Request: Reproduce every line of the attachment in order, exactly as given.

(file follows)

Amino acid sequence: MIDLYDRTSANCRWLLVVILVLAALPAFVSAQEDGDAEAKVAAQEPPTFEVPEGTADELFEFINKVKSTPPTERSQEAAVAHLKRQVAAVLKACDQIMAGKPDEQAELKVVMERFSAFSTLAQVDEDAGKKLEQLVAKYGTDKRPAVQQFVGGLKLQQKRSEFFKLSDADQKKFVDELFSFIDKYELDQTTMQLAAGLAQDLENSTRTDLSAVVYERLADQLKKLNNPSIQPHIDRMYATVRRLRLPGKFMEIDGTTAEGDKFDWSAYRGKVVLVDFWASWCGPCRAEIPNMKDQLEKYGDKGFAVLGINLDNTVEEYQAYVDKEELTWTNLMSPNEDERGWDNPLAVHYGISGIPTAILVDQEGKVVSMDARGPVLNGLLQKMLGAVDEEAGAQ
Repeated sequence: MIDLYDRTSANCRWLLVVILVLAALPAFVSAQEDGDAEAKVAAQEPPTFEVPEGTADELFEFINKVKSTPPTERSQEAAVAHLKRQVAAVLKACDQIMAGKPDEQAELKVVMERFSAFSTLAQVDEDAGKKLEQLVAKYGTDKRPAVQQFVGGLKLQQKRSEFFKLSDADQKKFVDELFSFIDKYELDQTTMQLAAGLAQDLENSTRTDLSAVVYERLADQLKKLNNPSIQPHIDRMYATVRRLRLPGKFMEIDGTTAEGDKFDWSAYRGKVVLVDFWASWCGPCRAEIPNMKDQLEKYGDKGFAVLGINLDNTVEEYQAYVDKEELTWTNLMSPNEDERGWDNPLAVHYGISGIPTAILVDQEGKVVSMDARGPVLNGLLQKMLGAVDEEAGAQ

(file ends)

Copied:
Amino acid sequence: MIDLYDRTSANCRWLLVVILVLAALPAFVSAQEDGDAEAKVAAQEPPTFEVPEGTADELFEFINKVKSTPPTERSQEAAVAHLKRQVAAVLKACDQIMAGKPDEQAELKVVMERFSAFSTLAQVDEDAGKKLEQLVAKYGTDKRPAVQQFVGGLKLQQKRSEFFKLSDADQKKFVDELFSFIDKYELDQTTMQLAAGLAQDLENSTRTDLSAVVYERLADQLKKLNNPSIQPHIDRMYATVRRLRLPGKFMEIDGTTAEGDKFDWSAYRGKVVLVDFWASWCGPCRAEIPNMKDQLEKYGDKGFAVLGINLDNTVEEYQAYVDKEELTWTNLMSPNEDERGWDNPLAVHYGISGIPTAILVDQEGKVVSMDARGPVLNGLLQKMLGAVDEEAGAQ
Repeated sequence: MIDLYDRTSANCRWLLVVILVLAALPAFVSAQEDGDAEAKVAAQEPPTFEVPEGTADELFEFINKVKSTPPTERSQEAAVAHLKRQVAAVLKACDQIMAGKPDEQAELKVVMERFSAFSTLAQVDEDAGKKLEQLVAKYGTDKRPAVQQFVGGLKLQQKRSEFFKLSDADQKKFVDELFSFIDKYELDQTTMQLAAGLAQDLENSTRTDLSAVVYERLADQLKKLNNPSIQPHIDRMYATVRRLRLPGKFMEIDGTTAEGDKFDWSAYRGKVVLVDFWASWCGPCRAEIPNMKDQLEKYGDKGFAVLGINLDNTVEEYQAYVDKEELTWTNLMSPNEDERGWDNPLAVHYGISGIPTAILVDQEGKVVSMDARGPVLNGLLQKMLGAVDEEAGAQ